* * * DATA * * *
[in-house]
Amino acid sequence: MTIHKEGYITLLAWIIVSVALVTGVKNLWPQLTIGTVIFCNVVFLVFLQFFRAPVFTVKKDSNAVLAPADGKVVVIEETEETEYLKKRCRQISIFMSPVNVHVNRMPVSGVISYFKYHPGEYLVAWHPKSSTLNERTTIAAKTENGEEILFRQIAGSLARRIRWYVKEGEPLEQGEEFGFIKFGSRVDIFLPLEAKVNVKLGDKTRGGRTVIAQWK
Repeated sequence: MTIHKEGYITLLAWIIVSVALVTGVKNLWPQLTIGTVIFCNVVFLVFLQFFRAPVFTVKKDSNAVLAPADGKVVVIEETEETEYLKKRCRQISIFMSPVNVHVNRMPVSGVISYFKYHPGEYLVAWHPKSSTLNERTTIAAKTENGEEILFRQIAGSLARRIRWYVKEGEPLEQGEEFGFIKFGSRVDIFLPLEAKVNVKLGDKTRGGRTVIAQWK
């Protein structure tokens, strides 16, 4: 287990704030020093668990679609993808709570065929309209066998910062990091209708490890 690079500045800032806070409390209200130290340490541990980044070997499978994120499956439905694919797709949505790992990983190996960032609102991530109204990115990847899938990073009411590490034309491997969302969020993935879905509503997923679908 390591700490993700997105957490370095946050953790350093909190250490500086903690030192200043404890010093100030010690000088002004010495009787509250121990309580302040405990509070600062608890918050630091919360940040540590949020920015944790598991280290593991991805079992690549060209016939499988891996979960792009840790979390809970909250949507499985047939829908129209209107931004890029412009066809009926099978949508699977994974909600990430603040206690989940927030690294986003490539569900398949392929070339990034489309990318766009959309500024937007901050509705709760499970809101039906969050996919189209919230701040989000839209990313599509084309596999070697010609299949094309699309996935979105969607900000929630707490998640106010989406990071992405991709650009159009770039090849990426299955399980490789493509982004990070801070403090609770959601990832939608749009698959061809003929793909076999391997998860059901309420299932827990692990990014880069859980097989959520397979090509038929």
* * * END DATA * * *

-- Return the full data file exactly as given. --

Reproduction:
[in-house]
Amino acid sequence: MTIHKEGYITLLAWIIVSVALVTGVKNLWPQLTIGTVIFCNVVFLVFLQFFRAPVFTVKKDSNAVLAPADGKVVVIEETEETEYLKKRCRQISIFMSPVNVHVNRMPVSGVISYFKYHPGEYLVAWHPKSSTLNERTTIAAKTENGEEILFRQIAGSLARRIRWYVKEGEPLEQGEEFGFIKFGSRVDIFLPLEAKVNVKLGDKTRGGRTVIAQWK
Repeated sequence: MTIHKEGYITLLAWIIVSVALVTGVKNLWPQLTIGTVIFCNVVFLVFLQFFRAPVFTVKKDSNAVLAPADGKVVVIEETEETEYLKKRCRQISIFMSPVNVHVNRMPVSGVISYFKYHPGEYLVAWHPKSSTLNERTTIAAKTENGEEILFRQIAGSLARRIRWYVKEGEPLEQGEEFGFIKFGSRVDIFLPLEAKVNVKLGDKTRGGRTVIAQWK
């Protein structure tokens, strides 16, 4: 287990704030020093668990679609993808709570065929309209066998910062990091209708490890 690079500045800032806070409390209200130290340490541990980044070997499978994120499956439905694919797709949505790992990983190996960032609102991530109204990115990847899938990073009411590490034309491997969302969020993935879905509503997923679908 390591700490993700997105957490370095946050953790350093909190250490500086903690030192200043404890010093100030010690000088002004010495009787509250121990309580302040405990509070600062608890918050630091919360940040540590949020920015944790598991280290593991991805079992690549060209016939499988891996979960792009840790979390809970909250949507499985047939829908129209209107931004890029412009066809009926099978949508699977994974909600990430603040206690989940927030690294986003490539569900398949392929070339990034489309990318766009959309500024937007901050509705709760499970809101039906969050996919189209919230701040989000839209990313599509084309596999070697010609299949094309699309996935979105969607900000929630707490998640106010989406990071992405991709650009159009770039090849990426299955399980490789493509982004990070801070403090609770959601990832939608749009698959061809003929793909076999391997998860059901309420299932827990692990990014880069859980097989959520397979090509038929």